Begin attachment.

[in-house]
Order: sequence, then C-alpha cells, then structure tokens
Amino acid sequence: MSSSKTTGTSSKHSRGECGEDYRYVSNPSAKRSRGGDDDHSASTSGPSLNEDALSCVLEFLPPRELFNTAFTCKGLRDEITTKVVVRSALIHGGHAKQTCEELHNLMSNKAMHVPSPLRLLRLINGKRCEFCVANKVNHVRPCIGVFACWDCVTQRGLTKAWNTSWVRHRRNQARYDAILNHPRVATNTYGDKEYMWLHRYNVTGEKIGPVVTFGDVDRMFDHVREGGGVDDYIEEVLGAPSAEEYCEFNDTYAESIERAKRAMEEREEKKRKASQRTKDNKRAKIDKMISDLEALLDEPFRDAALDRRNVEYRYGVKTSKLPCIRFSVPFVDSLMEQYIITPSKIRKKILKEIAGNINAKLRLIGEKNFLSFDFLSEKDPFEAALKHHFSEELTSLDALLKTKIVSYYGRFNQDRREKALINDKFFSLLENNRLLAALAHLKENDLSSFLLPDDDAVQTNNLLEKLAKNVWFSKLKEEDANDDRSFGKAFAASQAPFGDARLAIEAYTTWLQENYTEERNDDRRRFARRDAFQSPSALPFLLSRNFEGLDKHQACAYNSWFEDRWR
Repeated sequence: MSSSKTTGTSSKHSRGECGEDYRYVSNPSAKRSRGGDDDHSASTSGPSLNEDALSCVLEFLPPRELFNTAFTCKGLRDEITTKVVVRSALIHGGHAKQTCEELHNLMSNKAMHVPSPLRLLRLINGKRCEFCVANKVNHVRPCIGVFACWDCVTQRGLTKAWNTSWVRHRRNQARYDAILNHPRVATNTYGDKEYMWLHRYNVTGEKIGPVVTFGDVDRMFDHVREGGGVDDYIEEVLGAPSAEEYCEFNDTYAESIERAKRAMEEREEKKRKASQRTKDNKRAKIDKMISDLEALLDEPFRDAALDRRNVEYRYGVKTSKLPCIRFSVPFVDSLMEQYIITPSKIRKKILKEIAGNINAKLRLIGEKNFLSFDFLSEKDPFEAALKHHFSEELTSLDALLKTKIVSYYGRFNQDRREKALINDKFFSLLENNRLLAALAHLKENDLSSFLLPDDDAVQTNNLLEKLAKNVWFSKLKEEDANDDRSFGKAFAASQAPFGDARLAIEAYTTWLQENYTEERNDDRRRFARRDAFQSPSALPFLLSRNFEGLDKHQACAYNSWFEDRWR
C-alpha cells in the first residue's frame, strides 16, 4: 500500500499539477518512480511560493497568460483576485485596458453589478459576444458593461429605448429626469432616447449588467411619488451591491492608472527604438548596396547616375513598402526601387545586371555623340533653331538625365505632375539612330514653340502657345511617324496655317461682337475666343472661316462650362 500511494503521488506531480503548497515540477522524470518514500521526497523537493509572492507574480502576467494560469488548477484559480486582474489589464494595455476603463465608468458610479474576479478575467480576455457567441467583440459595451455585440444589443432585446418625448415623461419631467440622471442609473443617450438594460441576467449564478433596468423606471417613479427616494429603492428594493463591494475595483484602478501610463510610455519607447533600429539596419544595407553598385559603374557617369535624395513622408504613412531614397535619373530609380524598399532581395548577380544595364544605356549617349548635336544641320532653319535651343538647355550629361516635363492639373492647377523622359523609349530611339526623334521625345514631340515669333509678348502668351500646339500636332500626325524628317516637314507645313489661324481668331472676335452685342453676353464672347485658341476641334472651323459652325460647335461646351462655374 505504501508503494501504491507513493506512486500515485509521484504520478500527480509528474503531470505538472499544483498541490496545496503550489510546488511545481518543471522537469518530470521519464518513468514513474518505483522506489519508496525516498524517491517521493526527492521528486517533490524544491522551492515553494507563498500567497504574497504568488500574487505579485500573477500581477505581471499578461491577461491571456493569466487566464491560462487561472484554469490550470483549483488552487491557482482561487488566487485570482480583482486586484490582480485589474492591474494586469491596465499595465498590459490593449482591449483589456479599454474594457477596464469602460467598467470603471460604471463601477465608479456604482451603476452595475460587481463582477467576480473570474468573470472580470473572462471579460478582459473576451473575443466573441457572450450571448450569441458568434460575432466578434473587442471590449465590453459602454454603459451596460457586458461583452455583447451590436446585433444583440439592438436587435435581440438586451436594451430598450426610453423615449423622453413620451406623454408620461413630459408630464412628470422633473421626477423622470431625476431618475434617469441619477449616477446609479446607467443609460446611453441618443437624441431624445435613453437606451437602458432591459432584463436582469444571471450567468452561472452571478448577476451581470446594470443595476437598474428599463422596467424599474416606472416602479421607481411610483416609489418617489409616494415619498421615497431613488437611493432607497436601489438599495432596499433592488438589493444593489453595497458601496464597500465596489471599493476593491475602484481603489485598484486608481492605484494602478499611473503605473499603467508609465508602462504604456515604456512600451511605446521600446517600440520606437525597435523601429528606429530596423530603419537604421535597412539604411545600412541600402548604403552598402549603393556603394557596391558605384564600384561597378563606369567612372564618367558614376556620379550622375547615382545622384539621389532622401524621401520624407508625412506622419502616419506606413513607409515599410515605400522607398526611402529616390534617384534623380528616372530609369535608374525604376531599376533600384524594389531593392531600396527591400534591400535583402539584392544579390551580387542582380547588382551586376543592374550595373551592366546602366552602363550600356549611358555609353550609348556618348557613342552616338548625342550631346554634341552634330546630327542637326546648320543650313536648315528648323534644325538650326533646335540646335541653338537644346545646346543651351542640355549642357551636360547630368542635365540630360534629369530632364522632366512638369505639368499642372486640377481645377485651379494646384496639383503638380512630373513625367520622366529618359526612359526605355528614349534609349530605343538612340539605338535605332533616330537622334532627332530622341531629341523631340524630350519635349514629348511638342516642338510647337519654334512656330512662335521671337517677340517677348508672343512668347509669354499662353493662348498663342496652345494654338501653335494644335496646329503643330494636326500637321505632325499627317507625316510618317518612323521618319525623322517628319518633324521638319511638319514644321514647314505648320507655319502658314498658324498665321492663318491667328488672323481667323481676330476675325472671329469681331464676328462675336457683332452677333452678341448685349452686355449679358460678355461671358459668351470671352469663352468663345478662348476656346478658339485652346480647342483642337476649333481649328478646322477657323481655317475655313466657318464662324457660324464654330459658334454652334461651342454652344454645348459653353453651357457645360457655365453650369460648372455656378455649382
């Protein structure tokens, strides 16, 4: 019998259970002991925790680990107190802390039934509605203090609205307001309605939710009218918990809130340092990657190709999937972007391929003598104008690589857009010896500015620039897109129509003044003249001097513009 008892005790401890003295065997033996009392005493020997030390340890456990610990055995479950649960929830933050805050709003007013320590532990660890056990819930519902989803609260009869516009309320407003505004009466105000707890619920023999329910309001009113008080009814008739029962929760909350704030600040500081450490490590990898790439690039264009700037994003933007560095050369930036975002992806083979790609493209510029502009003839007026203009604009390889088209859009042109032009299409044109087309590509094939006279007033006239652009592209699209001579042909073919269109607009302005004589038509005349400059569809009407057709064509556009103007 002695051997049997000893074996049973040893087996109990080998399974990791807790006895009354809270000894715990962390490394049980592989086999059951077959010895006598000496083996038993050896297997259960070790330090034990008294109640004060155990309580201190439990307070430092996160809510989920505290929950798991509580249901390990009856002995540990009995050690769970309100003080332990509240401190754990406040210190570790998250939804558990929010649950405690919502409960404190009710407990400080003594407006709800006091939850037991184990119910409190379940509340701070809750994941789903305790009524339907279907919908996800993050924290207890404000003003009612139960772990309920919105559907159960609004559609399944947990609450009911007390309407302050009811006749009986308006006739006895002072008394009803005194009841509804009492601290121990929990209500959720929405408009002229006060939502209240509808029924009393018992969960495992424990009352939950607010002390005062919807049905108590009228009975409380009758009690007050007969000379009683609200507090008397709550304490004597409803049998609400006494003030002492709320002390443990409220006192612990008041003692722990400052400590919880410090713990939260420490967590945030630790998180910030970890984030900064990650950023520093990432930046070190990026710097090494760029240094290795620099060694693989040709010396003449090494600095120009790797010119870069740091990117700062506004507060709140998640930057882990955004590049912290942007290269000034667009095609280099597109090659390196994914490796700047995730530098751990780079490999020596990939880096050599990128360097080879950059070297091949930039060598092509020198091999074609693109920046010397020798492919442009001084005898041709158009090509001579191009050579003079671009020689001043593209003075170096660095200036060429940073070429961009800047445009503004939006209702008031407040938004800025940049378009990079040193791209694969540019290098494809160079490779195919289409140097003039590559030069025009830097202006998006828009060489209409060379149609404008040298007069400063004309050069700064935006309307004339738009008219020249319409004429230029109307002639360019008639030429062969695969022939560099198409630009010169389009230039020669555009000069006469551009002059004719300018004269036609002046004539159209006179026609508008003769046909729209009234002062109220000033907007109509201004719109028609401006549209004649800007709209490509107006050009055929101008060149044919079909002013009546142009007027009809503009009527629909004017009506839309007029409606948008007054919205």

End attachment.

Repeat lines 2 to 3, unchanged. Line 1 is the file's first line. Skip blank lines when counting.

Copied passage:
Order: sequence, then C-alpha cells, then structure tokens
Amino acid sequence: MSSSKTTGTSSKHSRGECGEDYRYVSNPSAKRSRGGDDDHSASTSGPSLNEDALSCVLEFLPPRELFNTAFTCKGLRDEITTKVVVRSALIHGGHAKQTCEELHNLMSNKAMHVPSPLRLLRLINGKRCEFCVANKVNHVRPCIGVFACWDCVTQRGLTKAWNTSWVRHRRNQARYDAILNHPRVATNTYGDKEYMWLHRYNVTGEKIGPVVTFGDVDRMFDHVREGGGVDDYIEEVLGAPSAEEYCEFNDTYAESIERAKRAMEEREEKKRKASQRTKDNKRAKIDKMISDLEALLDEPFRDAALDRRNVEYRYGVKTSKLPCIRFSVPFVDSLMEQYIITPSKIRKKILKEIAGNINAKLRLIGEKNFLSFDFLSEKDPFEAALKHHFSEELTSLDALLKTKIVSYYGRFNQDRREKALINDKFFSLLENNRLLAALAHLKENDLSSFLLPDDDAVQTNNLLEKLAKNVWFSKLKEEDANDDRSFGKAFAASQAPFGDARLAIEAYTTWLQENYTEERNDDRRRFARRDAFQSPSALPFLLSRNFEGLDKHQACAYNSWFEDRWR